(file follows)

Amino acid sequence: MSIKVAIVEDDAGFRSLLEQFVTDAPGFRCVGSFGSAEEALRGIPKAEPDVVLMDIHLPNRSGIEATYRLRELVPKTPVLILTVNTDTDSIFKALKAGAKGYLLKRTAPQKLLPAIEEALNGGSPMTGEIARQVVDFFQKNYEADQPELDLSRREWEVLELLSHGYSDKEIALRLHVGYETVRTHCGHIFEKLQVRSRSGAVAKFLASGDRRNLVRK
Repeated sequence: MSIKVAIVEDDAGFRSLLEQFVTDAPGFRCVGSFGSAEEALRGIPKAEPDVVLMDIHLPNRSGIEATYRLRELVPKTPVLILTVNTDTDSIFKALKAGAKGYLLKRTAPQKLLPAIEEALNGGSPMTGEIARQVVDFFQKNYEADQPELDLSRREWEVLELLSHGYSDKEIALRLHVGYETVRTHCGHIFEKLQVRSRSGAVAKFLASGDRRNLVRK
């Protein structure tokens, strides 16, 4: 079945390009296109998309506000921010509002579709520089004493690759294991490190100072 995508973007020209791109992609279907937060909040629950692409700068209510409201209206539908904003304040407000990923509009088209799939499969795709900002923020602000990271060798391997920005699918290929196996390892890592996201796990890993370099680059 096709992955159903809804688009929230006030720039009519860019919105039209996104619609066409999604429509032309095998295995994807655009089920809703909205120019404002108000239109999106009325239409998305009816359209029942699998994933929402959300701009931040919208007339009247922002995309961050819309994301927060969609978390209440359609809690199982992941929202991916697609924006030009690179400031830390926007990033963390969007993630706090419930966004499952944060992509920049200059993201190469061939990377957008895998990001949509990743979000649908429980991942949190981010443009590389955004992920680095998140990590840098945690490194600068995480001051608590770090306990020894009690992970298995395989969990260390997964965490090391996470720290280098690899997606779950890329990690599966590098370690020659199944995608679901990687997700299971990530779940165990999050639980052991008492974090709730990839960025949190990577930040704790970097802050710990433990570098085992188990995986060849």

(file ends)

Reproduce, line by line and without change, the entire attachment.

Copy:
Amino acid sequence: MSIKVAIVEDDAGFRSLLEQFVTDAPGFRCVGSFGSAEEALRGIPKAEPDVVLMDIHLPNRSGIEATYRLRELVPKTPVLILTVNTDTDSIFKALKAGAKGYLLKRTAPQKLLPAIEEALNGGSPMTGEIARQVVDFFQKNYEADQPELDLSRREWEVLELLSHGYSDKEIALRLHVGYETVRTHCGHIFEKLQVRSRSGAVAKFLASGDRRNLVRK
Repeated sequence: MSIKVAIVEDDAGFRSLLEQFVTDAPGFRCVGSFGSAEEALRGIPKAEPDVVLMDIHLPNRSGIEATYRLRELVPKTPVLILTVNTDTDSIFKALKAGAKGYLLKRTAPQKLLPAIEEALNGGSPMTGEIARQVVDFFQKNYEADQPELDLSRREWEVLELLSHGYSDKEIALRLHVGYETVRTHCGHIFEKLQVRSRSGAVAKFLASGDRRNLVRK
């Protein structure tokens, strides 16, 4: 079945390009296109998309506000921010509002579709520089004493690759294991490190100072 995508973007020209791109992609279907937060909040629950692409700068209510409201209206539908904003304040407000990923509009088209799939499969795709900002923020602000990271060798391997920005699918290929196996390892890592996201796990890993370099680059 096709992955159903809804688009929230006030720039009519860019919105039209996104619609066409999604429509032309095998295995994807655009089920809703909205120019404002108000239109999106009325239409998305009816359209029942699998994933929402959300701009931040919208007339009247922002995309961050819309994301927060969609978390209440359609809690199982992941929202991916697609924006030009690179400031830390926007990033963390969007993630706090419930966004499952944060992509920049200059993201190469061939990377957008895998990001949509990743979000649908429980991942949190981010443009590389955004992920680095998140990590840098945690490194600068995480001051608590770090306990020894009690992970298995395989969990260390997964965490090391996470720290280098690899997606779950890329990690599966590098370690020659199944995608679901990687997700299971990530779940165990999050639980052991008492974090709730990839960025949190990577930040704790970097802050710990433990570098085992188990995986060849």